• Build linkages between patches;
  • Build diversity and functionality within patches;
  • Read about the degradation & restoration of systems documented by Eric Collier, Fred Pearce, Brian Fagan, Steven Mithen, Brad Lancaster, Gary Paul Nabhan etc.;
  • Work on Brad Lancaster’s principles (see appendix);
  • Research how the drought/flood hill country systems around the world have treated water in their landscapes for literally 1000s of years from the Hopi, the Mediterranean, the deserts, the monsoon lands, the sub-Saharan desert edge communities of Africa, etc.;
  • Look at the incredible stuff coming out of new paradigms of policy, research and practice: agro-ecology; eco-agriculture; socio-ecological systems; participatory knowledge systems, traditional ecological knowledge – many of which represent a fundamental shift from mechanical deterministic ‘modernity’ hard systems single-disciple frameworks of thinking, to integrated, complex adaptive systems transdisciplinary frameworks of thinking;

In essence, think in integrated land use systems, not parts – more particularly not hard mechanical parts. Build sponges that hold water within the landscape and retain potential energy. Avoid hard plate landscapes, and the rapid realisation of kinetic energy with accelerated run-off, like the plague. The streams and aquatic ecosystems improve, the valuable soil, nutrients and organic matter are kept on the land or trapped in the wetlands, the springs revive, those creeks that flow permanently increase. Downstream irrigators and communities benefit.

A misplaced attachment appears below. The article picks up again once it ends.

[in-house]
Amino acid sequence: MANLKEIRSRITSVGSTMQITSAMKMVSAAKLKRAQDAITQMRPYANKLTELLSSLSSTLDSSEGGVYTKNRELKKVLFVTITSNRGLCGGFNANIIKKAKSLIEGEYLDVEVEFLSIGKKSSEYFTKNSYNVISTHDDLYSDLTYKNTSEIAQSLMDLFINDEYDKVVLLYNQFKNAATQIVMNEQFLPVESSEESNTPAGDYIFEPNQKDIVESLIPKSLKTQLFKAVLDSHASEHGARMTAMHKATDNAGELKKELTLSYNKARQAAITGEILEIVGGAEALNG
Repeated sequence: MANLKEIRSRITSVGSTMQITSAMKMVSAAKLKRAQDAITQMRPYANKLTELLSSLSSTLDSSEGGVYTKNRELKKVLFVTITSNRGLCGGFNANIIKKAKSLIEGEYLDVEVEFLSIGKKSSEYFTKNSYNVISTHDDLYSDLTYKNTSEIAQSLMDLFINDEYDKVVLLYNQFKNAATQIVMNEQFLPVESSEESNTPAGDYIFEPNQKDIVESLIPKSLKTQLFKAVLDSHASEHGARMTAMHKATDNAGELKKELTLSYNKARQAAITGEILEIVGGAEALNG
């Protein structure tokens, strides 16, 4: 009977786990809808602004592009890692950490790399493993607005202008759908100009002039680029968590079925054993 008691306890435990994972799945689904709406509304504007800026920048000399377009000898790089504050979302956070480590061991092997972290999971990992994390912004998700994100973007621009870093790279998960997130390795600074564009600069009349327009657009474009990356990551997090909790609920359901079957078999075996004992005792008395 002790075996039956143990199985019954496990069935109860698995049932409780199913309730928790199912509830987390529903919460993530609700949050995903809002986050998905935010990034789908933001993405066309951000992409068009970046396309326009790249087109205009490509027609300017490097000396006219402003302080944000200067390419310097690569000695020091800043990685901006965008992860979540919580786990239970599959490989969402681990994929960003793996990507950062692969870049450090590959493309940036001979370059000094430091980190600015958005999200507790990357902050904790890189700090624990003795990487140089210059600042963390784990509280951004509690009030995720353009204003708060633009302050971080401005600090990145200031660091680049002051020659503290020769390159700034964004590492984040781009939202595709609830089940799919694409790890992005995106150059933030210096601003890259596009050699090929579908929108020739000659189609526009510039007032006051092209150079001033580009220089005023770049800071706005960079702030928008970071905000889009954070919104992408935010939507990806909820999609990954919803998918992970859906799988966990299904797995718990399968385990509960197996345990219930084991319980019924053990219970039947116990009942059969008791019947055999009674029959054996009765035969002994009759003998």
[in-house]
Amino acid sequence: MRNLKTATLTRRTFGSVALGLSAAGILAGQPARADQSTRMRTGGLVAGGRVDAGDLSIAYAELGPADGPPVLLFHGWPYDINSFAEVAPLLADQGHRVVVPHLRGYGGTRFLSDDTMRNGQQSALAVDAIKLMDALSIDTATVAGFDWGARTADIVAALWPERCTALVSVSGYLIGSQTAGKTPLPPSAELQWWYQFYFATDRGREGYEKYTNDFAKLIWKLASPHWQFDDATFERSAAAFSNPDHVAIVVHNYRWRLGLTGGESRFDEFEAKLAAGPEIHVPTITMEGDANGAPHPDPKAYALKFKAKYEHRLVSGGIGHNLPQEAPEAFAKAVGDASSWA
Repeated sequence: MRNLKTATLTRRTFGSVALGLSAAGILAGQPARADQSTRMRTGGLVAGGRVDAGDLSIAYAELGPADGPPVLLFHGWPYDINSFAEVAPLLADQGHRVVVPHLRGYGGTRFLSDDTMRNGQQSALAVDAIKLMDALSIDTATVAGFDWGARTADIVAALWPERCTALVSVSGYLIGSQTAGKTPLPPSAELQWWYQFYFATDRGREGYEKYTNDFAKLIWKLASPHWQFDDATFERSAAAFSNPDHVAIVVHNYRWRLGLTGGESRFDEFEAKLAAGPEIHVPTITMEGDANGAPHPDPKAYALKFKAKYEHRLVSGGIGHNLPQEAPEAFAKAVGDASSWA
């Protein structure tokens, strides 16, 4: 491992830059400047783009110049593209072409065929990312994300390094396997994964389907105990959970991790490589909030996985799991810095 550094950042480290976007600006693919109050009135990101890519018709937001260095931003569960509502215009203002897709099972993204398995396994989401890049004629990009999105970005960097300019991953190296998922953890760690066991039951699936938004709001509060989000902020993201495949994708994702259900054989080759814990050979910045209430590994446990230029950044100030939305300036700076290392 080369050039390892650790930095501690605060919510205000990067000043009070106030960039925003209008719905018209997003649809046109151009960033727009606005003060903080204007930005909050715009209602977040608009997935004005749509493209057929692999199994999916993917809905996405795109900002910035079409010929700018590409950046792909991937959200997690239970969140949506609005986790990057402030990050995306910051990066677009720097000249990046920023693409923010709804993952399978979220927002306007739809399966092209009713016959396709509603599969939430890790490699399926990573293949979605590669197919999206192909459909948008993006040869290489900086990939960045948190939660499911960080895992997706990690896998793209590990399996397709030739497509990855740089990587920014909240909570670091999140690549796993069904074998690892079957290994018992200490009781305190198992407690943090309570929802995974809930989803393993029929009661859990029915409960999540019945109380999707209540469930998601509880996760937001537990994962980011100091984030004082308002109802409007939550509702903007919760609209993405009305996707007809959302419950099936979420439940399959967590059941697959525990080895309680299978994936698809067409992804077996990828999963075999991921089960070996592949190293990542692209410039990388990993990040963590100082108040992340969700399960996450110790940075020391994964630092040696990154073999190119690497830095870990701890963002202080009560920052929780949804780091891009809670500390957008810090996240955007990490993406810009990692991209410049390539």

But we have to think in a systems way, not a mechanical way. And we have to avoid the propensity we have to create more and more problems because we believe the ‘normal’ (within the paradigm) science & technology focused on symptoms will create the solutions. And then the new techno-fix creates new problems.

This is what we do: think of complex issues and associated ‘wicked problems’ as ‘tame problems’ with simple solutions. When they don’t seem to work, we run around more and more desperately within our own paradigm, and when that doesn’t work, claim it’s out of our hands.

And we create more problems by exacerbating the dysfunctional system. Less sponge, more plate. More defining land and water by priced and owned ‘resource’, less as qualitative ‘function’ owned by no-one, or by all. Corporates are even lobbying to make it illegal for people to build sponge-like systems in places like Colorado and Utah (Joel Salatin takes this thinking to task as mechanical and senseless in any other paradigm than short-term control of a valuable limited resource – i.e. corporate wealth)

The farmers loved what we had to say. Many of the consultants also became enthusiastic. But the idea of the “big dam to save us all” together with the large-scale, industrial, homogeneous “agribusiness to feed the world” is still the dominant, corporate & public technocrat paradigm.

And so, we continue to seek even more industrialism and mechanical large-scale centralised ‘solutions’. Exacerbating fragility, increasing production of climate change gases, reducing supply chain lengths with the focus on cheap commodity, increasing finite energy-dependency, reducing rural equity and social wellbeing, centralising governance & control, colonising regions, causing environmental harm, and degrading regional economies as profits and spend is centralised out of regions.